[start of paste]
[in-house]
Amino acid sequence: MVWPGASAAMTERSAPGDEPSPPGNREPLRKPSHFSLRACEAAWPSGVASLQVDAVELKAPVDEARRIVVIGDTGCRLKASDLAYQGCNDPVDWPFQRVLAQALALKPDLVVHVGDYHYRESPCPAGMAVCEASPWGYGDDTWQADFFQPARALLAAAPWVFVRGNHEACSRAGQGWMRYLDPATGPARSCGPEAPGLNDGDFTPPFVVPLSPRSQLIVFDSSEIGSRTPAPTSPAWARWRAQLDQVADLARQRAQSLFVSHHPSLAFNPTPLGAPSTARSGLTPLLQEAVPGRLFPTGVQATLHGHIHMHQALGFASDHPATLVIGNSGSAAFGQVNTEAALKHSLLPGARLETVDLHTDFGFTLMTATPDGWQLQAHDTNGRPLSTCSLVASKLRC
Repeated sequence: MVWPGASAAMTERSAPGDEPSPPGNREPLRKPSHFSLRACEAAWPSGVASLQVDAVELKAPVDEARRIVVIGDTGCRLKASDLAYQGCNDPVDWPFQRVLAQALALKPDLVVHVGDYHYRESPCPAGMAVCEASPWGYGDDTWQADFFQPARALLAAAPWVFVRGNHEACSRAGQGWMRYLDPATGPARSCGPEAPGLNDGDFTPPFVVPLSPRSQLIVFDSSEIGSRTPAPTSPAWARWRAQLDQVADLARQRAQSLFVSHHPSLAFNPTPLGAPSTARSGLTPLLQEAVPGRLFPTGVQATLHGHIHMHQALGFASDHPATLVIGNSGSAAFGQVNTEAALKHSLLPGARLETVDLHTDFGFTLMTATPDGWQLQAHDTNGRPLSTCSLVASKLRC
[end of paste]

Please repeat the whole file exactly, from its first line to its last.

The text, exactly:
[in-house]
Amino acid sequence: MVWPGASAAMTERSAPGDEPSPPGNREPLRKPSHFSLRACEAAWPSGVASLQVDAVELKAPVDEARRIVVIGDTGCRLKASDLAYQGCNDPVDWPFQRVLAQALALKPDLVVHVGDYHYRESPCPAGMAVCEASPWGYGDDTWQADFFQPARALLAAAPWVFVRGNHEACSRAGQGWMRYLDPATGPARSCGPEAPGLNDGDFTPPFVVPLSPRSQLIVFDSSEIGSRTPAPTSPAWARWRAQLDQVADLARQRAQSLFVSHHPSLAFNPTPLGAPSTARSGLTPLLQEAVPGRLFPTGVQATLHGHIHMHQALGFASDHPATLVIGNSGSAAFGQVNTEAALKHSLLPGARLETVDLHTDFGFTLMTATPDGWQLQAHDTNGRPLSTCSLVASKLRC
Repeated sequence: MVWPGASAAMTERSAPGDEPSPPGNREPLRKPSHFSLRACEAAWPSGVASLQVDAVELKAPVDEARRIVVIGDTGCRLKASDLAYQGCNDPVDWPFQRVLAQALALKPDLVVHVGDYHYRESPCPAGMAVCEASPWGYGDDTWQADFFQPARALLAAAPWVFVRGNHEACSRAGQGWMRYLDPATGPARSCGPEAPGLNDGDFTPPFVVPLSPRSQLIVFDSSEIGSRTPAPTSPAWARWRAQLDQVADLARQRAQSLFVSHHPSLAFNPTPLGAPSTARSGLTPLLQEAVPGRLFPTGVQATLHGHIHMHQALGFASDHPATLVIGNSGSAAFGQVNTEAALKHSLLPGARLETVDLHTDFGFTLMTATPDGWQLQAHDTNGRPLSTCSLVASKLRC